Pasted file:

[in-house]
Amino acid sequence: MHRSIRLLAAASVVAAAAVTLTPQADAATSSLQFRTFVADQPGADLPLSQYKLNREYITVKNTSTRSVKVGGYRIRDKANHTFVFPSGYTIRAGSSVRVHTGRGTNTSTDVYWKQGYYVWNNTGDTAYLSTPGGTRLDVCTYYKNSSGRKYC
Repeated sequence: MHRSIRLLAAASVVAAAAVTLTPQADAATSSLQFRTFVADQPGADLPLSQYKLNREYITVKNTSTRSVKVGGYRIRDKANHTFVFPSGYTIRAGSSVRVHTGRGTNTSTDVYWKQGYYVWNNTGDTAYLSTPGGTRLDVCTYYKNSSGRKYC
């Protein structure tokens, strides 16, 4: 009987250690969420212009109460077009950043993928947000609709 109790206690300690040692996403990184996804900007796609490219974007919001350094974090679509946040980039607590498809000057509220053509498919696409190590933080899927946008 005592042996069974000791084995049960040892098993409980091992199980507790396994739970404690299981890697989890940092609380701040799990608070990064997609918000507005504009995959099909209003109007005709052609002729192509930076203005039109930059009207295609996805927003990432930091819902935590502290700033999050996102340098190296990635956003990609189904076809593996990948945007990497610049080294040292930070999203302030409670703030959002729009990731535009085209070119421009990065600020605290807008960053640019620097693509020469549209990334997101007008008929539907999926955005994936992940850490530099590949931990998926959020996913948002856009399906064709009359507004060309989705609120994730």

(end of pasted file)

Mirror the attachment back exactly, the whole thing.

[in-house]
Amino acid sequence: MHRSIRLLAAASVVAAAAVTLTPQADAATSSLQFRTFVADQPGADLPLSQYKLNREYITVKNTSTRSVKVGGYRIRDKANHTFVFPSGYTIRAGSSVRVHTGRGTNTSTDVYWKQGYYVWNNTGDTAYLSTPGGTRLDVCTYYKNSSGRKYC
Repeated sequence: MHRSIRLLAAASVVAAAAVTLTPQADAATSSLQFRTFVADQPGADLPLSQYKLNREYITVKNTSTRSVKVGGYRIRDKANHTFVFPSGYTIRAGSSVRVHTGRGTNTSTDVYWKQGYYVWNNTGDTAYLSTPGGTRLDVCTYYKNSSGRKYC
């Protein structure tokens, strides 16, 4: 009987250690969420212009109460077009950043993928947000609709 109790206690300690040692996403990184996804900007796609490219974007919001350094974090679509946040980039607590498809000057509220053509498919696409190590933080899927946008 005592042996069974000791084995049960040892098993409980091992199980507790396994739970404690299981890697989890940092609380701040799990608070990064997609918000507005504009995959099909209003109007005709052609002729192509930076203005039109930059009207295609996805927003990432930091819902935590502290700033999050996102340098190296990635956003990609189904076809593996990948945007990497610049080294040292930070999203302030409670703030959002729009990731535009085209070119421009990065600020605290807008960053640019620097693509020469549209990334997101007008008929539907999926955005994936992940850490530099590949931990998926959020996913948002856009399906064709009359507004060309989705609120994730």